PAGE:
The news that US President Donald Trump has decided to sell private citizens’ browsing data for money has been slammed by the inventor of the worldwide web.
Trump had always been critical of US rules governing Internet business and his administration has appointed key personnel who are hostile to current regulations.
For example, the newly appointed head of the Federal Communications Commission, Ajit Pai, has already published plans to end net neutrality.
Net neutrality is the principle of ensuring that a small website has the same chance of being visited as a large website, and the internet service providers are not allowed to favour one over the other.
But now, not only is net neutrality on the chopping block, so too is any pretence at online privacy, since the FCC has also decided to allow ISPs to sell individuals’ private browsing data to the highest bidder.
This is all too much for Berners-Lee, who set up the structures and protocols for the worldwide web – and the very first webpage – in-between smashing atoms at Cern.
Speaking to the Guardian, Berners-Lee says the current US administrations plans to totally abolish privacy is shocking, and called for a massive global uprising against it.
Berners-Lee says: “It’s not the case that an ISP can just spy on people and monetize the data; if they do, they will get taken to court. Obviously the worry is the attitude and the direction. The attitude is really appalling. That bill was a disgusting bill, because when we use the web, we are so vulnerable.”
He adds that the people tend to tell their computer everything about themselves, which makes them vulnerable to medics.
“There are things that people do on the web that reveal absolutely everything, more about them than they know themselves sometimes,” he says.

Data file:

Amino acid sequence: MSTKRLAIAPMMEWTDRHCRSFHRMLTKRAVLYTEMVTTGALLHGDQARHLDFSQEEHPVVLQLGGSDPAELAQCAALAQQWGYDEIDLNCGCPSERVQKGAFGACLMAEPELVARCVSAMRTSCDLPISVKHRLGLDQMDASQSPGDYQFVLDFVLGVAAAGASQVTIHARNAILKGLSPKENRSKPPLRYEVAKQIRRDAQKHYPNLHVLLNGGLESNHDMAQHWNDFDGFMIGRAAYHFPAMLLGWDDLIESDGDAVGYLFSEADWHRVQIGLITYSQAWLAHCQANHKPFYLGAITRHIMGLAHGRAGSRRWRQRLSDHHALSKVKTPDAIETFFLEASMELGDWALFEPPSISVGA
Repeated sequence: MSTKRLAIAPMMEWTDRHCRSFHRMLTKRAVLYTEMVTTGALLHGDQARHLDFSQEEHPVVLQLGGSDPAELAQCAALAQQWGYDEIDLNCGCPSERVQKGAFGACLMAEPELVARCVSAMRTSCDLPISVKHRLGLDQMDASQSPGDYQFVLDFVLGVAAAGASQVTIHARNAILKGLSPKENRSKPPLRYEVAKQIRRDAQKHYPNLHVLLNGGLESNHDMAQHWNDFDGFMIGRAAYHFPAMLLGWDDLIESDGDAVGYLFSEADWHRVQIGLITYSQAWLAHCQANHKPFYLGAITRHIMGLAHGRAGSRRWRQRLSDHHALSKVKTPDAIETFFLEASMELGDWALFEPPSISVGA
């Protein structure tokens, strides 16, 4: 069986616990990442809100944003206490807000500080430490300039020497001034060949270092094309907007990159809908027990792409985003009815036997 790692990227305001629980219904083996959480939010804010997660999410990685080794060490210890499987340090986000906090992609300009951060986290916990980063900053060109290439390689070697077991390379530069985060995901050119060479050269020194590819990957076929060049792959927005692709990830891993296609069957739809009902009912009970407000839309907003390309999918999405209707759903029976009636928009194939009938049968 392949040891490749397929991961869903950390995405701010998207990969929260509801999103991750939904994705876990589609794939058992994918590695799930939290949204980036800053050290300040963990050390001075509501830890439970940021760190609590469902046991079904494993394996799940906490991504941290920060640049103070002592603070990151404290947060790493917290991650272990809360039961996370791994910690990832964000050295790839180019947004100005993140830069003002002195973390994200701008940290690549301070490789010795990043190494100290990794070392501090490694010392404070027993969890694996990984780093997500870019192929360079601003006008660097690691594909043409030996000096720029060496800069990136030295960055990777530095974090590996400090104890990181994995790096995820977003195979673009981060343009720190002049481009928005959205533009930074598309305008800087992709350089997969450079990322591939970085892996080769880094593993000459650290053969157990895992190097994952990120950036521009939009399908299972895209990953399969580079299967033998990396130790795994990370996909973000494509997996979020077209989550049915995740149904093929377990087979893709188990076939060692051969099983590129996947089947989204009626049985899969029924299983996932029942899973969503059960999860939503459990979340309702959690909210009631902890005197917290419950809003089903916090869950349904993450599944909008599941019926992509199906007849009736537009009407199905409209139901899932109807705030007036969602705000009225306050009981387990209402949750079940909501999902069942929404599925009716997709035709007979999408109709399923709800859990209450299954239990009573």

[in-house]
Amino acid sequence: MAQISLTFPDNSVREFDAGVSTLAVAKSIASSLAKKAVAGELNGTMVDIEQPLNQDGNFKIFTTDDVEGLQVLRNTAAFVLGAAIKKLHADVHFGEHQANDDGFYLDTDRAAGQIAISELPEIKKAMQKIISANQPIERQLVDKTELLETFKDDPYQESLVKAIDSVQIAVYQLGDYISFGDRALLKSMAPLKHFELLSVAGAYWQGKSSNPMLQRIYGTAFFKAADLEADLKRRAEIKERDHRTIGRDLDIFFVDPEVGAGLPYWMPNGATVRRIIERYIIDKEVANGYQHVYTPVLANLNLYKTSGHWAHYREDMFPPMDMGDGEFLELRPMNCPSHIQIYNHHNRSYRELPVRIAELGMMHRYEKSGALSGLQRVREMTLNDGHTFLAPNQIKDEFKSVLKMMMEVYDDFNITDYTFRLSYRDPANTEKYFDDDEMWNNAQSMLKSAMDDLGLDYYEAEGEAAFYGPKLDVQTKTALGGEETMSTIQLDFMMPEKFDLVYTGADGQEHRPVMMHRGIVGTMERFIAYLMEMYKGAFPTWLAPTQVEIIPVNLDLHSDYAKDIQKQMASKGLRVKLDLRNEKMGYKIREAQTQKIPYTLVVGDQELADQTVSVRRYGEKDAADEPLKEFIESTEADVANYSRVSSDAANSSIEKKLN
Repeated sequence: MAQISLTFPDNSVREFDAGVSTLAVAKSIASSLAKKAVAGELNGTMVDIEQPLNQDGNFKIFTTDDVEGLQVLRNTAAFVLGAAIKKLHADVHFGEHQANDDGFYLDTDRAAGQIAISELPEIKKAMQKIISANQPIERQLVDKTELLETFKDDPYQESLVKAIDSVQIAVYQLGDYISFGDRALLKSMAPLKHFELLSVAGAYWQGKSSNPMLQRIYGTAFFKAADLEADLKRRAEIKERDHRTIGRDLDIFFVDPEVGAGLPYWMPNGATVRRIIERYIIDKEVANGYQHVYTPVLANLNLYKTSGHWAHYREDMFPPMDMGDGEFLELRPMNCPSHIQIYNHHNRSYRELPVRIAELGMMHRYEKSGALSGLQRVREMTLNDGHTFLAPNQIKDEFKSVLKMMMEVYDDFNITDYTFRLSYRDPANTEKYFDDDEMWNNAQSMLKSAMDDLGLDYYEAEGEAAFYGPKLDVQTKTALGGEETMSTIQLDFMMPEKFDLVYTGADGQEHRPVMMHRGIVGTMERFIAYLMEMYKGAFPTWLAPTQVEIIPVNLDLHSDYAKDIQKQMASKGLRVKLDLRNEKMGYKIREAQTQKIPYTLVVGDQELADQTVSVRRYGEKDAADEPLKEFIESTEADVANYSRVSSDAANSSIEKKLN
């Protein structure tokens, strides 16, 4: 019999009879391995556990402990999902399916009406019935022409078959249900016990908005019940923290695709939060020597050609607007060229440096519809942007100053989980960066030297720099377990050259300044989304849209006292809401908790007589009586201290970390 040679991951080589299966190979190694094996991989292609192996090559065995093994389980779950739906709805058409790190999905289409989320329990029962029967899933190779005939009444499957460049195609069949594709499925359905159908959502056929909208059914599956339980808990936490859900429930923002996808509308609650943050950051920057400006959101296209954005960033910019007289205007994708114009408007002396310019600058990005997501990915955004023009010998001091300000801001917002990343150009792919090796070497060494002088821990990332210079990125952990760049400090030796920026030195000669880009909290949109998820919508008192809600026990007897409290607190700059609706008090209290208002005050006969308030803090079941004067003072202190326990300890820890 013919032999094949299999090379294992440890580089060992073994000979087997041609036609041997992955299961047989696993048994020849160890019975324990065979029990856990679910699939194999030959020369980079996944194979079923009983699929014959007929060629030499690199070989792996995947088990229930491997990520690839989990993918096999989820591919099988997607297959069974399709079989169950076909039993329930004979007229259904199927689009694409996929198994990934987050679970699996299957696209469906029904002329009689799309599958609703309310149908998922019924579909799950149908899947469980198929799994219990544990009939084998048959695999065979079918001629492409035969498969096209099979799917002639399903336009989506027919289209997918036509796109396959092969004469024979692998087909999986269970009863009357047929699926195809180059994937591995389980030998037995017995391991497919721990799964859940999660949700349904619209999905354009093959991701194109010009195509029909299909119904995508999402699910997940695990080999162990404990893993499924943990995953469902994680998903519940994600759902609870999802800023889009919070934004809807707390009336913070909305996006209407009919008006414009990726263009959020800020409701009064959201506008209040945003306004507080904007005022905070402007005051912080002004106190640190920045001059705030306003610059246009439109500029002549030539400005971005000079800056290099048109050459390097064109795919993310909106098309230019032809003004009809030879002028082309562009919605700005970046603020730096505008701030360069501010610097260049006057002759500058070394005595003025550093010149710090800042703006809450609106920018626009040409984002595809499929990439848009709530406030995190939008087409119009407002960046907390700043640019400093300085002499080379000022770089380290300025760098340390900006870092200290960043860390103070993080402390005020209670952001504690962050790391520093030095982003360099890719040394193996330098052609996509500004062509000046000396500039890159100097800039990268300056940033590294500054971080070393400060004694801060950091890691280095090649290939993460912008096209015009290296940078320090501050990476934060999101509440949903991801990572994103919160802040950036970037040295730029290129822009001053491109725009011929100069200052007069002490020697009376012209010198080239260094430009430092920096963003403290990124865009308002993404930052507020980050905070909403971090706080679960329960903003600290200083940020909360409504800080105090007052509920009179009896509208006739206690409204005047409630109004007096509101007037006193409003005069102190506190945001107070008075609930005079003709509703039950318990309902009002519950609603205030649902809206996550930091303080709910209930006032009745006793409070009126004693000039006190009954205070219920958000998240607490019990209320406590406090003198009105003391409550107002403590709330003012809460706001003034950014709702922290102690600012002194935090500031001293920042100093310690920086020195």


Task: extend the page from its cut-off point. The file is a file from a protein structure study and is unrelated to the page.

“Because so much of what we do in our lives that actually goes through those left-clicks, it can be ridiculously revealing. You have the right to go to a doctor in privacy where it’s just between you and the doctor. And similarly, you have to be able to go to the web.”
He claims that people, including Americans, might like to have some privacy occasionally.
“Privacy, a core American value, is not a partisan thing,” says Berners-Lee. “Democrats fight for it and Republicans fight for it too, maybe even more. So I am very shocked that the Republican party has managed to suggest that it should be trashed; if anyone follows up on this direction, there will be a massive pushback – and there must be a massive pushback!
“If they take away net neutrality, there will have to be a tremendous amount of public debate as well. You can bet there will be public demonstrations if they do try to take it away.”
And although he doesn’t quite go so far as to suggest eating the rich, he argues that there is a “frustrating and intolerable” digital divide emerging, wherein only those with wealth will be able to afford privacy, and have a better online experience.